Earwigging is lobbying. It is similar to the efforts a lobbyist makes to sway legislator to the lobbyist's point of view. It is private and it is personal. More often than not it does not involve bribery. And, of course it does not have to involve bribery.
A few days ago, a New York lawyer, David Boies, in an interview with the Wall Street Journal Law Blog reporters said this:
I tried some cases before Mississippi state court judges who were just great,and I also tried cases in front of Mississippi judges who were just terrible. There is undoubtedly some real corruption – where a judge does something for money or favors. But I think that is a very small problem in Mississippi, and a tiny problem in most places. The bigger problem is where judges do things because they know the people, because they like the people, because they’re comfortable with the people. That’s a much more difficult thing to get your arms around, partly because its human nature. And the problem’s not unique to Mississippi. [Emphasis added.]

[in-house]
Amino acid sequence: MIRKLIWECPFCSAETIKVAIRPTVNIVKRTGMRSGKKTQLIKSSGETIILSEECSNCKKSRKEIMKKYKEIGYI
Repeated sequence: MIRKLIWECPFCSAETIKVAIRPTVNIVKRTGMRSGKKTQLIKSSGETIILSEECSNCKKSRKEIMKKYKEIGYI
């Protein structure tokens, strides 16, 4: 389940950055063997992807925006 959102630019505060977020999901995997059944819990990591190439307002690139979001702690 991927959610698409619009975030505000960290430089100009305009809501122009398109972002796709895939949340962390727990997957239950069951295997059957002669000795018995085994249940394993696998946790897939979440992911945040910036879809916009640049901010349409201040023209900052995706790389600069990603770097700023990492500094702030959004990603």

To earwig means, in its essence, to play on the human frailty of liking people whom we think are our friends, people we feel comfortable with, our hunting buddies, our golf buddies, our lawyer group buddies, the "brothers" in those "fraternities" of which we like to think we are a part.